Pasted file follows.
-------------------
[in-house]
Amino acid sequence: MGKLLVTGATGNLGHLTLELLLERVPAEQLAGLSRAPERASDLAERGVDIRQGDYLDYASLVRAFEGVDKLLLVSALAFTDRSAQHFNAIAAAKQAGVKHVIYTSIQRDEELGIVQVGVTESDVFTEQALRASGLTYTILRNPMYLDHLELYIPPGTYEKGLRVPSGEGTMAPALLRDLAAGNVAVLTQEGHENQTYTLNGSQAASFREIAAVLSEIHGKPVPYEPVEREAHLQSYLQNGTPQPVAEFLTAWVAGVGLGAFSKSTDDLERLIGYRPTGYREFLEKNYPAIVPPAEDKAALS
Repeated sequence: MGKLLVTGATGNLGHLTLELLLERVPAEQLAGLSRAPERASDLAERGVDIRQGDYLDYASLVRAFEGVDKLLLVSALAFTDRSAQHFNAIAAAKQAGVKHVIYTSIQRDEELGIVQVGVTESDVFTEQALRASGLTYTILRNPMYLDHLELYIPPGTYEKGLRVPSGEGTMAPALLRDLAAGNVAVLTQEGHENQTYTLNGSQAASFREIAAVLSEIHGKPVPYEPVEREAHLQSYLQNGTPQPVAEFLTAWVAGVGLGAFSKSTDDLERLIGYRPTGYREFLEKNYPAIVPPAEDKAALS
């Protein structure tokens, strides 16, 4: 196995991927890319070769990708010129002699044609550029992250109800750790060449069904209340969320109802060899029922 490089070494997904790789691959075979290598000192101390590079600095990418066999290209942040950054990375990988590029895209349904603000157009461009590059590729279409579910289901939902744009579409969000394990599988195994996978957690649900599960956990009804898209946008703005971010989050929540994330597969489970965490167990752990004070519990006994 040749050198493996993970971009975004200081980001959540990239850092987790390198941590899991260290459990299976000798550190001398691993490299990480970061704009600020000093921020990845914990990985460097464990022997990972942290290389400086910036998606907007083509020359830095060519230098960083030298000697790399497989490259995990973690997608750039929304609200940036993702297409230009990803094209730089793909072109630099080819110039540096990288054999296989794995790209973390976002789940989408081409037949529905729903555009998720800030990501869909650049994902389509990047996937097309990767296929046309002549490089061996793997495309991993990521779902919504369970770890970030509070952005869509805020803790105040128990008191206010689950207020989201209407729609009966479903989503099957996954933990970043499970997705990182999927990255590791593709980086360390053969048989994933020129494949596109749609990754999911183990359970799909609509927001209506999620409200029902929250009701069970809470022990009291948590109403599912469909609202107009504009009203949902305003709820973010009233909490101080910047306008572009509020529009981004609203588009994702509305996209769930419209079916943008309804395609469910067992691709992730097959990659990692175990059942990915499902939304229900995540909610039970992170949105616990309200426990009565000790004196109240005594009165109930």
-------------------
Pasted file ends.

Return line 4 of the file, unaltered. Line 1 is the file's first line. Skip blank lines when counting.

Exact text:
């Protein structure tokens, strides 16, 4: 196995991927890319070769990708010129002699044609550029992250109800750790060449069904209340969320109802060899029922 490089070494997904790789691959075979290598000192101390590079600095990418066999290209942040950054990375990988590029895209349904603000157009461009590059590729279409579910289901939902744009579409969000394990599988195994996978957690649900599960956990009804898209946008703005971010989050929540994330597969489970965490167990752990004070519990006994 040749050198493996993970971009975004200081980001959540990239850092987790390198941590899991260290459990299976000798550190001398691993490299990480970061704009600020000093921020990845914990990985460097464990022997990972942290290389400086910036998606907007083509020359830095060519230098960083030298000697790399497989490259995990973690997608750039929304609200940036993702297409230009990803094209730089793909072109630099080819110039540096990288054999296989794995790209973390976002789940989408081409037949529905729903555009998720800030990501869909650049994902389509990047996937097309990767296929046309002549490089061996793997495309991993990521779902919504369970770890970030509070952005869509805020803790105040128990008191206010689950207020989201209407729609009966479903989503099957996954933990970043499970997705990182999927990255590791593709980086360390053969048989994933020129494949596109749609990754999911183990359970799909609509927001209506999620409200029902929250009701069970809470022990009291948590109403599912469909609202107009504009009203949902305003709820973010009233909490101080910047306008572009509020529009981004609203588009994702509305996209769930419209079916943008309804395609469910067992691709992730097959990659990692175990059942990915499902939304229900995540909610039970992170949105616990309200426990009565000790004196109240005594009165109930």